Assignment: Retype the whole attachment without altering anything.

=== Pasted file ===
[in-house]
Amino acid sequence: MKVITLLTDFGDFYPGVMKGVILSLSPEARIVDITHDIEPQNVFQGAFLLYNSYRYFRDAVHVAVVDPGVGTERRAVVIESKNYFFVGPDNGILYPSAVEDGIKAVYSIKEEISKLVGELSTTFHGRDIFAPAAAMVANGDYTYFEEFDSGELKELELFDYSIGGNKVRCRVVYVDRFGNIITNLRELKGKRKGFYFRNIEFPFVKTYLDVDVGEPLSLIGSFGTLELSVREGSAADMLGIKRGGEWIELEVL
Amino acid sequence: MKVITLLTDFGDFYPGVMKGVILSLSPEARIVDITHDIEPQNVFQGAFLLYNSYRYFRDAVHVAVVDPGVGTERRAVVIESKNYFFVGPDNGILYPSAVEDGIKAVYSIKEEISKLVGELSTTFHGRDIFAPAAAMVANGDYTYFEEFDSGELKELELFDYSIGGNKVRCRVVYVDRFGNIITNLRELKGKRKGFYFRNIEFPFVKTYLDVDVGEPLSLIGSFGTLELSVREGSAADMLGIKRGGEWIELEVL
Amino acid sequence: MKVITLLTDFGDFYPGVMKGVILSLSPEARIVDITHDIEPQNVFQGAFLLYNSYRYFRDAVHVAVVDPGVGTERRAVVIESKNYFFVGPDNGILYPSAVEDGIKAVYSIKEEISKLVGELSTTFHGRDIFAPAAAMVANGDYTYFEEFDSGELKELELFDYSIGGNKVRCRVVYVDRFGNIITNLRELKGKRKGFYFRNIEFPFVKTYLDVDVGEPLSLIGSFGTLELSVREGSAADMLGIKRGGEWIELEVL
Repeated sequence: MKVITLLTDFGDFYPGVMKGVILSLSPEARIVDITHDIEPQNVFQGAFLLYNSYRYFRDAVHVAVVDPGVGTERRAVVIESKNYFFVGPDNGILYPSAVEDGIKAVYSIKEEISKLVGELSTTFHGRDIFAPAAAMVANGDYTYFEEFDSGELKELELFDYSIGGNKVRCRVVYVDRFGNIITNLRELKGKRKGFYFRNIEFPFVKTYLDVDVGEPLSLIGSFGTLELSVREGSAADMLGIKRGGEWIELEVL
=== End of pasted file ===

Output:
[in-house]
Amino acid sequence: MKVITLLTDFGDFYPGVMKGVILSLSPEARIVDITHDIEPQNVFQGAFLLYNSYRYFRDAVHVAVVDPGVGTERRAVVIESKNYFFVGPDNGILYPSAVEDGIKAVYSIKEEISKLVGELSTTFHGRDIFAPAAAMVANGDYTYFEEFDSGELKELELFDYSIGGNKVRCRVVYVDRFGNIITNLRELKGKRKGFYFRNIEFPFVKTYLDVDVGEPLSLIGSFGTLELSVREGSAADMLGIKRGGEWIELEVL
Amino acid sequence: MKVITLLTDFGDFYPGVMKGVILSLSPEARIVDITHDIEPQNVFQGAFLLYNSYRYFRDAVHVAVVDPGVGTERRAVVIESKNYFFVGPDNGILYPSAVEDGIKAVYSIKEEISKLVGELSTTFHGRDIFAPAAAMVANGDYTYFEEFDSGELKELELFDYSIGGNKVRCRVVYVDRFGNIITNLRELKGKRKGFYFRNIEFPFVKTYLDVDVGEPLSLIGSFGTLELSVREGSAADMLGIKRGGEWIELEVL
Amino acid sequence: MKVITLLTDFGDFYPGVMKGVILSLSPEARIVDITHDIEPQNVFQGAFLLYNSYRYFRDAVHVAVVDPGVGTERRAVVIESKNYFFVGPDNGILYPSAVEDGIKAVYSIKEEISKLVGELSTTFHGRDIFAPAAAMVANGDYTYFEEFDSGELKELELFDYSIGGNKVRCRVVYVDRFGNIITNLRELKGKRKGFYFRNIEFPFVKTYLDVDVGEPLSLIGSFGTLELSVREGSAADMLGIKRGGEWIELEVL
Repeated sequence: MKVITLLTDFGDFYPGVMKGVILSLSPEARIVDITHDIEPQNVFQGAFLLYNSYRYFRDAVHVAVVDPGVGTERRAVVIESKNYFFVGPDNGILYPSAVEDGIKAVYSIKEEISKLVGELSTTFHGRDIFAPAAAMVANGDYTYFEEFDSGELKELELFDYSIGGNKVRCRVVYVDRFGNIITNLRELKGKRKGFYFRNIEFPFVKTYLDVDVGEPLSLIGSFGTLELSVREGSAADMLGIKRGGEWIELEVL